The FNIRSI DPOX180H is a digital phosphor dual channel handheld oscilloscope with a builtin function generator. It boasts a single channel bandwidth of 180 MHz. I was at first very skeptical of its bandwidth claim, but upon further verification, the scope was actually able to meet its specified bandwidth. For a budget scope that is just over $100, I have to say I am pleasantly surprised. You can check out the review video towards the end, but in this blog post I am going to share some of the teardown pictures.
With the back cover removed, you can see the main circuit board with two large shielding cans for the two input channel front end circuitry. The battery is a 3 Ah one and offers plenty of runtime. I didn’t test the exact runtime but after working continuously with the scope for a couple of hours, the battery gauge barely dropped. So the included battery should be sufficient for extended use.
The LCD is mounted on the front panel and connected to the mainboard via a flat flex cable. This design is rather clean as it allows you to remove the main PCB easily. The picture to the right below shows the shielding can on the reverse side of the BNC input. Out of curiosity, I had removed one. I wanted to make sure there is no additional circuitry under this shielding can. As expected, this shielding is just for the BNC input and nothing else.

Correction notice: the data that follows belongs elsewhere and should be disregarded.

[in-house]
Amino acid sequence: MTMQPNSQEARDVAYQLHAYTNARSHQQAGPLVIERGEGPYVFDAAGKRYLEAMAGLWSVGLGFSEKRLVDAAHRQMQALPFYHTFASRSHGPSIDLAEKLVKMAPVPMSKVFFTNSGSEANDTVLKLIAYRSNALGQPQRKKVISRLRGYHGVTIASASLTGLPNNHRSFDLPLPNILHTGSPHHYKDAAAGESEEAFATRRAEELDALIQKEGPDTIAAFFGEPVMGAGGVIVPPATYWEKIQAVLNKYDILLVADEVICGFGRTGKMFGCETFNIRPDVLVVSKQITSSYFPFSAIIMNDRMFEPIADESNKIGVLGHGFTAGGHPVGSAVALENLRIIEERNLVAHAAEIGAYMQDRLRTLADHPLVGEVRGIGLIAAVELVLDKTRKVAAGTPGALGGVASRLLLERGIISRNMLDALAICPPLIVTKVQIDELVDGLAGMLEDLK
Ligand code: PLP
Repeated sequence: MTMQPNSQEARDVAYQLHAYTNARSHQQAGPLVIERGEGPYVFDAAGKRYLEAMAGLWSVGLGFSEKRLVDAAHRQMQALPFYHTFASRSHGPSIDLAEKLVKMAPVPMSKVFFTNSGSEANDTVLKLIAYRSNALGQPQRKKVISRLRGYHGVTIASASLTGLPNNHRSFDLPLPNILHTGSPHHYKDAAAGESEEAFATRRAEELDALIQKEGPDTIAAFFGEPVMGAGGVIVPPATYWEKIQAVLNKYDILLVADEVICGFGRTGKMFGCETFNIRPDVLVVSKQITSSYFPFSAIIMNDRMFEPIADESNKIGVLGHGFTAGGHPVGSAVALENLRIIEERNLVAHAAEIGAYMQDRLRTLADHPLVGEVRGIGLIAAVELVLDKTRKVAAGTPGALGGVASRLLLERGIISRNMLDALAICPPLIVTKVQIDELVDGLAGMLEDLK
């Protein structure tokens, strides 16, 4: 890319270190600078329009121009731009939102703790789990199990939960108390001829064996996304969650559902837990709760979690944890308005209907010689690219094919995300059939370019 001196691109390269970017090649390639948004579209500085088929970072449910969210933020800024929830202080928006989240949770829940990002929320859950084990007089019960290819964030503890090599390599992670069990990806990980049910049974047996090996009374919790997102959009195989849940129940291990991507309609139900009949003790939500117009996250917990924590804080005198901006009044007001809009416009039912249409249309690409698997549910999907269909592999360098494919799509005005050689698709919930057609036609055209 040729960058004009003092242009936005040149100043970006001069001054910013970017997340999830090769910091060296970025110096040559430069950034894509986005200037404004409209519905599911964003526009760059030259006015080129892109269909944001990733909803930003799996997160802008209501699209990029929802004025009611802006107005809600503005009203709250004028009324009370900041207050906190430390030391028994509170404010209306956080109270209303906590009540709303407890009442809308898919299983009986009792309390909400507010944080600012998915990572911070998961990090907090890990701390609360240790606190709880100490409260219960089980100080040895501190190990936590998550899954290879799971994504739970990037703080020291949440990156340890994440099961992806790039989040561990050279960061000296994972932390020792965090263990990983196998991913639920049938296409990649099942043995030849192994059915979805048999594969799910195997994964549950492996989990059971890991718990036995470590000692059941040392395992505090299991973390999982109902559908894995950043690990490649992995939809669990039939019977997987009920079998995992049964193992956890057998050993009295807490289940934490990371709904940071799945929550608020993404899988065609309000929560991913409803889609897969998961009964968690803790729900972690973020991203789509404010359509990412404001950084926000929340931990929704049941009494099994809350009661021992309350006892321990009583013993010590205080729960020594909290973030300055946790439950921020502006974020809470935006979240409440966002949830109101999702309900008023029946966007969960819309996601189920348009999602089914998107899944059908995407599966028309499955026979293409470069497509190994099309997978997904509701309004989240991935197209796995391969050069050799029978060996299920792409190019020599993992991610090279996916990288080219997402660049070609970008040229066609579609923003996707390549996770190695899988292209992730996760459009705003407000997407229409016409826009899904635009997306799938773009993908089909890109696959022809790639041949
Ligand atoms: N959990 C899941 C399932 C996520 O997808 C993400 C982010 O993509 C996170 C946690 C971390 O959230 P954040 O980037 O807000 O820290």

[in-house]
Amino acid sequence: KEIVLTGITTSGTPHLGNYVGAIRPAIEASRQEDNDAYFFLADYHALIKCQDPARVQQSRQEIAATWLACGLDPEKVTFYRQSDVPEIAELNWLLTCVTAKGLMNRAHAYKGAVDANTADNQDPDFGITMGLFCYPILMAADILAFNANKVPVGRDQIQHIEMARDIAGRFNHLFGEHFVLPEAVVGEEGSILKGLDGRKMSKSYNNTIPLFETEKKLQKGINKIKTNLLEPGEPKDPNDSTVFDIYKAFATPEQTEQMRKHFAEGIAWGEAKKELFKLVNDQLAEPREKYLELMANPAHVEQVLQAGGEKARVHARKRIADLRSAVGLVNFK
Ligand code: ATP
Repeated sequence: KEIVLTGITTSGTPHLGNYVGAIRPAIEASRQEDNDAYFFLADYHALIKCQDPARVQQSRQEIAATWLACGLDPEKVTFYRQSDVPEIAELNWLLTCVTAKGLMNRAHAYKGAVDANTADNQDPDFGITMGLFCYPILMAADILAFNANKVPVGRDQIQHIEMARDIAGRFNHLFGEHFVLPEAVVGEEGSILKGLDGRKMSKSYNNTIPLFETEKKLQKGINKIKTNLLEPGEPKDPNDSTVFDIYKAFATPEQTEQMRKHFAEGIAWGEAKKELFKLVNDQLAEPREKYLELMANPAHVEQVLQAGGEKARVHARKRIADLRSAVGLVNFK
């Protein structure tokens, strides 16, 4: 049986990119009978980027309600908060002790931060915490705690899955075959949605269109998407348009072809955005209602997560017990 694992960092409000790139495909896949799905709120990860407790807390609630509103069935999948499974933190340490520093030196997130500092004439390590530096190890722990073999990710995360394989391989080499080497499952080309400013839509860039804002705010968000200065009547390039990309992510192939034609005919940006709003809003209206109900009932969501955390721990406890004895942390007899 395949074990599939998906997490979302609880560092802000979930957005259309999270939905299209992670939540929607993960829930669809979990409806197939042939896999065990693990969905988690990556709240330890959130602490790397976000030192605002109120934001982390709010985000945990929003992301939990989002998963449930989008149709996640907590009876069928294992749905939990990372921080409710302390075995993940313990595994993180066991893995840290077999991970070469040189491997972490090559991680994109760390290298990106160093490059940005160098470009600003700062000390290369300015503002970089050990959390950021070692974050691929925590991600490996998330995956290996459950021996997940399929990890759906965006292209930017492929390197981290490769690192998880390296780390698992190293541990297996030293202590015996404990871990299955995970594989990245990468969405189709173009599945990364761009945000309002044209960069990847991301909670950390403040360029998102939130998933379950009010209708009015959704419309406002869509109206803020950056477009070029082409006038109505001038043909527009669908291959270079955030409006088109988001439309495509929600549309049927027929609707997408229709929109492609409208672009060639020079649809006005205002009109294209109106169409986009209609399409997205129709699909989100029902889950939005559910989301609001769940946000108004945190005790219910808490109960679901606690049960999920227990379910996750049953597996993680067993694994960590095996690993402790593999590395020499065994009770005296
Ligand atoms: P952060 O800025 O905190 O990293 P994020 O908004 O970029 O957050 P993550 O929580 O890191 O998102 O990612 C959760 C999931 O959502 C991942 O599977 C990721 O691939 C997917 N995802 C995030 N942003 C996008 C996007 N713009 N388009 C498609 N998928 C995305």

Here are a couple of pictures of the front side and back side of the main PCB.
The front end circuitry does not have any adjustable capacitors which means you would not be able to fine tune the frequency response and the flatness of the front end. But keep in mind, this is a budget portable scope and this should not be an issue for its intended use. Plus there is no detailed specifications (e.g., gain accuracy, etc.) for the DPOX180H anyway.
From a casual glance, the front end amplifier is likely implemented with discrete transistors. There are a couple of 8 pin SOIC RS622 is a 7 MHz, rail-to-rail Opamps in each input sectio and there is a 74HC4051 multiplexer for each of the channels.
There are two ADCs used in this design. Although the markings on these ADCs have been erased, we can tell that they are using an interleaving sampling technique to double the effective sampling rate of the ADCs. So, each of the ADC is only running at 250 MSPS in this case. This design could allow manufacturers to use cheaper lower grade ADCs. As a drawback, the gain accuracy of each ADC and the clock stability would have significant impact on the interleaved sampling and we did see some acquisition stability issues during testing.
You can also check out the review and teardown video of the FNIRSI DPOX180H below: